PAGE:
The Obama policy of extending an open hand to Iran is working and ought not be abandoned because of the grim events in Tehran. For the Iranian theocracy has just administered a body blow to its legitimacy in the eyes of the Iranian people and the world.
Before Saturday, the regime could credibly posture as defender of the nation, defiant in the face of the threats from Israel, faithful to the cause of the Palestinians, standing firm for Iran's right to enrich uranium for peaceful nuclear power.
Today, the regime, including the Supreme Leader Ayatollah Ali Khamenei, is under a cloud of suspicion that they are but another gang of corrupt politicians who brazenly stole a presidential election to keep themselves and their clerical cronies in power. What should we do now? Wait for the dust to settle.
No U.S. denunciation of what took place in Iran is as credible as the reports and pictures coming out of Iran. Those reports, those pictures are stripping the mullahs of the only asset they seemed to possess — that, even if fanatics, they were principled, honest men.
Like Hamas, it was said of them that at least they were not corrupt, that at least they did not cheat the people. No more. Today, in the streets of Tehran and other cities, they call to mind "Comrade Bob" Mugabe in Harare, Zimbabwe. Mahmoud Ahmadinejad will never recapture that revolutionary purity he once seemed to possess as the man of the people who was elected president in the upset of 2005. Today, he appears, as The New York Times puts it, "as the shrewd and ruthless front man for a clerical military and political elite that is more unified and emboldened than at any time since the 1979 revolution."
There are other reasons Obama should not heed the war hawks howling for confrontation now. When your adversary is making a fool of himself, get out of the way. That is a rule of politics Lyndon Johnson once put into the most pungent of terms. U.S. fulminations will change nothing in Tehran. But they would enable the regime to divert attention to U.S. meddling in Iran's affairs and portray the candidate robbed in this election, Mir-Hossein Mousavi, as a poodle of the Americans.
When Nikita Khrushchev bathed the Hungarian revolution in blood, Ike did not break relations. Khrushchev was at Camp David three years later. When Deng Xiaoping and Co. ordered the tanks into Tiananmen Square, George Bush I did not break relations. When Moscow ordered Warsaw to crush Solidarity, Ronald Reagan did not let that act of repression deter him from seeking direct talks to reduce nuclear weapons.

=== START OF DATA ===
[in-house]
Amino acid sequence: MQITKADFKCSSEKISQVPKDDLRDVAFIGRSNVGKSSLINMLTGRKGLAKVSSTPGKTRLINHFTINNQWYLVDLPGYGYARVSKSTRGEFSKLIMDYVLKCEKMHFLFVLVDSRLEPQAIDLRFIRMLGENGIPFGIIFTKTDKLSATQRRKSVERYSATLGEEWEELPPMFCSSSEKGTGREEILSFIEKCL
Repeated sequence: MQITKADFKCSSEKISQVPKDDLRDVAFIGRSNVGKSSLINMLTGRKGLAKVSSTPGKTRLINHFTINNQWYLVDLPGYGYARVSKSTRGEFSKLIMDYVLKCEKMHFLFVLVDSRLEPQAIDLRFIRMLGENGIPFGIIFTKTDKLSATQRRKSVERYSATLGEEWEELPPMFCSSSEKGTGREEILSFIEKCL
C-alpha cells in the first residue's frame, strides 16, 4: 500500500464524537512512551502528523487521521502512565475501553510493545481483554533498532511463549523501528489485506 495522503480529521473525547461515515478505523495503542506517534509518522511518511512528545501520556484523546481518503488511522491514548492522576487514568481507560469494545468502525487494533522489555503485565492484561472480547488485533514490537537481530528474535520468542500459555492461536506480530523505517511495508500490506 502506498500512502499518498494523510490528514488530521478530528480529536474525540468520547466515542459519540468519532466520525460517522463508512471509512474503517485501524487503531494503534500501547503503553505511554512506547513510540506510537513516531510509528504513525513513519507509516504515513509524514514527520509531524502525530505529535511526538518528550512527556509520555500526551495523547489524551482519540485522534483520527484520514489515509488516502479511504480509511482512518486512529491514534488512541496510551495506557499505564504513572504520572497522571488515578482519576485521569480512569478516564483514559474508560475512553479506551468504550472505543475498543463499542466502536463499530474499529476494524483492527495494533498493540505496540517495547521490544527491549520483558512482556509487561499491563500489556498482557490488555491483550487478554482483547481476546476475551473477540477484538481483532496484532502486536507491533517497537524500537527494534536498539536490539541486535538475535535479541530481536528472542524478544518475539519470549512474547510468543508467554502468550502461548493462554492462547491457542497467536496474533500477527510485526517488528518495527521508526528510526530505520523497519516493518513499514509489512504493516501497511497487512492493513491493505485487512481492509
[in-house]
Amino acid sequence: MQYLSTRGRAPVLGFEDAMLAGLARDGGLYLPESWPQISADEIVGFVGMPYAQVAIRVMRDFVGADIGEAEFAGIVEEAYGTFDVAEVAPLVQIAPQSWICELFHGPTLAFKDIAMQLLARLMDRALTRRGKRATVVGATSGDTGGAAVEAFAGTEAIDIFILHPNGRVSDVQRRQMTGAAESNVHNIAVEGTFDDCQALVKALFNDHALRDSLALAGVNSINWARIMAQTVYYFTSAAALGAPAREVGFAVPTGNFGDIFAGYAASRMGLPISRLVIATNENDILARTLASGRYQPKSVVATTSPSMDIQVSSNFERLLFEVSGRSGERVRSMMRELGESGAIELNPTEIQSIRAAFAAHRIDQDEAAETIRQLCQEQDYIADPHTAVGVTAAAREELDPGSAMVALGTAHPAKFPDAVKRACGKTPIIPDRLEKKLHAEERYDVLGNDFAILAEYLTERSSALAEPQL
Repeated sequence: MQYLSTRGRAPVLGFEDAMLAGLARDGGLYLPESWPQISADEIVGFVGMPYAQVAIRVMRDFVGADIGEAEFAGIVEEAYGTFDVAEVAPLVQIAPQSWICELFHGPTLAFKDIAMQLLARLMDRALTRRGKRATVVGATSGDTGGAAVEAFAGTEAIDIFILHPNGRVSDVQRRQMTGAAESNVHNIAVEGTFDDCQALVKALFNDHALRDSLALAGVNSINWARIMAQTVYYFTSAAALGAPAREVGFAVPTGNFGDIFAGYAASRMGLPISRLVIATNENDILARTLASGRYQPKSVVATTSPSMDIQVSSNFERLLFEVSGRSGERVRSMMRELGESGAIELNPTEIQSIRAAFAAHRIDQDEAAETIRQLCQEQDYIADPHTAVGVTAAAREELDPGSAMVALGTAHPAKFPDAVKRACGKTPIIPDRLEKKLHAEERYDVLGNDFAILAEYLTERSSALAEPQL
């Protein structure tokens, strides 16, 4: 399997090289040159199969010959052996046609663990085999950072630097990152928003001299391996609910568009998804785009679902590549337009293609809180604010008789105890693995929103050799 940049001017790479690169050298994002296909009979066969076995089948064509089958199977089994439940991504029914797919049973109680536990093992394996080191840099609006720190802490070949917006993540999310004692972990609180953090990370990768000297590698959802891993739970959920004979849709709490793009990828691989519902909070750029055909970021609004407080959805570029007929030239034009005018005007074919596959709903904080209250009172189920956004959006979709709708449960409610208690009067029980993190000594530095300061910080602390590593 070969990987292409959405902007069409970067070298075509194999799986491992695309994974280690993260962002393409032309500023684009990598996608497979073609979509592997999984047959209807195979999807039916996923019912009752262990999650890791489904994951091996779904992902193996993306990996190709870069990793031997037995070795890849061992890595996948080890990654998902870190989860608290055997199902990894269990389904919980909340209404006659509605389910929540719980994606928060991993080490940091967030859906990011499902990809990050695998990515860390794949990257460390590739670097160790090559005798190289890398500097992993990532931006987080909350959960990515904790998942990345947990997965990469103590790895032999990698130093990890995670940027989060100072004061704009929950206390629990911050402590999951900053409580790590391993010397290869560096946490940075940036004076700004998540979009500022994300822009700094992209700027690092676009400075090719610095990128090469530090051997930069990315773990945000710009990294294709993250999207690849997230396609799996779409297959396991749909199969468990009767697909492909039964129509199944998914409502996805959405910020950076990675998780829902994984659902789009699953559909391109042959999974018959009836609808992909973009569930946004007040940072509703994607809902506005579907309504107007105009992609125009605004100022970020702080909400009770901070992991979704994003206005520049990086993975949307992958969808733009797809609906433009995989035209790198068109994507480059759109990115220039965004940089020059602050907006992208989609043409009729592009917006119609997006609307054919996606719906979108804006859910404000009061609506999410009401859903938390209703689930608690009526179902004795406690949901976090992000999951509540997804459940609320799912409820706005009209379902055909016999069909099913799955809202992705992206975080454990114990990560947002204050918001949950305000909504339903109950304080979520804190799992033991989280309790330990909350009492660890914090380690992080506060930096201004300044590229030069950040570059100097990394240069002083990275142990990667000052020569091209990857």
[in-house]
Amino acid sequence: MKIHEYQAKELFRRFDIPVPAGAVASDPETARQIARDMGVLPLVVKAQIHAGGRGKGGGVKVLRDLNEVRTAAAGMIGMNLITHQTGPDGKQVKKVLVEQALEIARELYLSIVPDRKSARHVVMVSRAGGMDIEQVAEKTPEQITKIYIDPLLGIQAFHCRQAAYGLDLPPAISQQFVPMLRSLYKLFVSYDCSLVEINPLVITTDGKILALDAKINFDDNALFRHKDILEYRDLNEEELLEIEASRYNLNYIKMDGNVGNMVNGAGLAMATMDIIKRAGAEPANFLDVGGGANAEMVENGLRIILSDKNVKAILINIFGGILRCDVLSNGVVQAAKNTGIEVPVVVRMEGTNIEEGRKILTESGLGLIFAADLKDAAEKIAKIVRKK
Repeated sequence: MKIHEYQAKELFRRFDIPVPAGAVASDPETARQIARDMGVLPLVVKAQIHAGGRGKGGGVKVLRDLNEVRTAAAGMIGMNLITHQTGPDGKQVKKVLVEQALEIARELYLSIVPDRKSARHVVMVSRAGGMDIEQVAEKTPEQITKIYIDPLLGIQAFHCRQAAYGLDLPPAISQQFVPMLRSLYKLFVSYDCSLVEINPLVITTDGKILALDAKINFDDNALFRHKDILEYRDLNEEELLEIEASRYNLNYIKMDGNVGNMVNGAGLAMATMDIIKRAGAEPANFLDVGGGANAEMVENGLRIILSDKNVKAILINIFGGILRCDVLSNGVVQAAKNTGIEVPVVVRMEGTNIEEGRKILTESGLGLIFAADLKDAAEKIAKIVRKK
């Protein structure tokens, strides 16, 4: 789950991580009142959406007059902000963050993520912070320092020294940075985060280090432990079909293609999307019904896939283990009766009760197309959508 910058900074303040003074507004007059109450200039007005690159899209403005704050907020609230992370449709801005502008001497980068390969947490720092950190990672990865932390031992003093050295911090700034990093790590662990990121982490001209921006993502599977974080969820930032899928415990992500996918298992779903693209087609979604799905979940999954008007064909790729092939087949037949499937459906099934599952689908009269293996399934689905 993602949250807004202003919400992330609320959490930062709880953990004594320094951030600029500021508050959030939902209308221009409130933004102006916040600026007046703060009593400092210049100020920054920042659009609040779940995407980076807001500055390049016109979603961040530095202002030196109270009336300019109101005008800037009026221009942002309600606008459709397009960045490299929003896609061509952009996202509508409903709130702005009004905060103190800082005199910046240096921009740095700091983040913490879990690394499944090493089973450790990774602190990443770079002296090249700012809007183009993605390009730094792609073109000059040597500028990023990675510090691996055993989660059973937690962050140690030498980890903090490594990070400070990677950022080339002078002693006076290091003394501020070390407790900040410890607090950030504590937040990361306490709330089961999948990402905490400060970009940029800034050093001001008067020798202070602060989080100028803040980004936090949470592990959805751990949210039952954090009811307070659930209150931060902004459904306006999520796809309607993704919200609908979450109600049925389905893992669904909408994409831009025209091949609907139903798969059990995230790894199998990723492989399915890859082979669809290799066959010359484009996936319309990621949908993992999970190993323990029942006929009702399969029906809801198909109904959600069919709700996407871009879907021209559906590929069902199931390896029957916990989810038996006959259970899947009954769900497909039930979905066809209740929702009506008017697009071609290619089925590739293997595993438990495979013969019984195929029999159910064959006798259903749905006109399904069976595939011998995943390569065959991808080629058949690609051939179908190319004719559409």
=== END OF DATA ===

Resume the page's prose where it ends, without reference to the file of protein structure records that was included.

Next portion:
Again, let us wait for the dust to settle. By now, even Ahmadinejad and Ali Khamenei must recognize that the Iranian revolution is losing the Iranian people. This is the third of four straight presidential elections where the turnout has been huge and the candidate who promised reconciliation with the West and an easing of social strictures won a landslide among the student young. Those are the future leaders of Iran.
Which way the regime will now go is difficult to predict. After Tienanmen Square, the Chinese rulers who ordered in the tanks sought to reconnect with the disillusioned young by opening up to the West and building a neo-capitalist economy. Iran, in economic straits with U.S. sanctions biting, its oil and gas reserves dwindling, could try the same route. Seize the opposition's best issues by seeking accommodation with America.
More likely, the regime, backed by the hard-line military, will try to reconnect with the masses and regain its reputation as defender of Islam and the nation, by defying the Americans, denouncing Israel and pressing forward with Iran's nuclear program. The dilemma for America is that the theocracy defines itself and grounds its claim to leadership through its unyielding resistance to the Great Satan — the United States — and to Israel.
Nevertheless, Obama, with his outstretched hand, his message to Iran on its national day, his admission that the United States had a hand in the 1953 coup in Tehran, his assurances that we recognize Iran's right to nuclear power, succeeded. He stripped the Ayatollah and Ahmadinejad of their clinching argument — that America is out to destroy Iran and they are indispensable to Iran's defense.
With the mask of patriotism and the legacy of true revolution lost through this election fraud, Iran's regime stands exposed as just another dictatorship covering up a refusal to yield power and privilege with a pack of lies about protecting the nation. Saturday's election not only revealed the character of the Iranian regime. It also revealed that time is on our side. If the people of Iran can defy this regime, it is no threat to us.
As with the other revolutionary and totalitarian regimes, from the Soviet Union of Lenin and Stalin, to the People's Republic of Mao, to the revolutionary Cuba of Fidel, America outlasts them all. And the ayatollahs, too.
© 2013 msnbc.com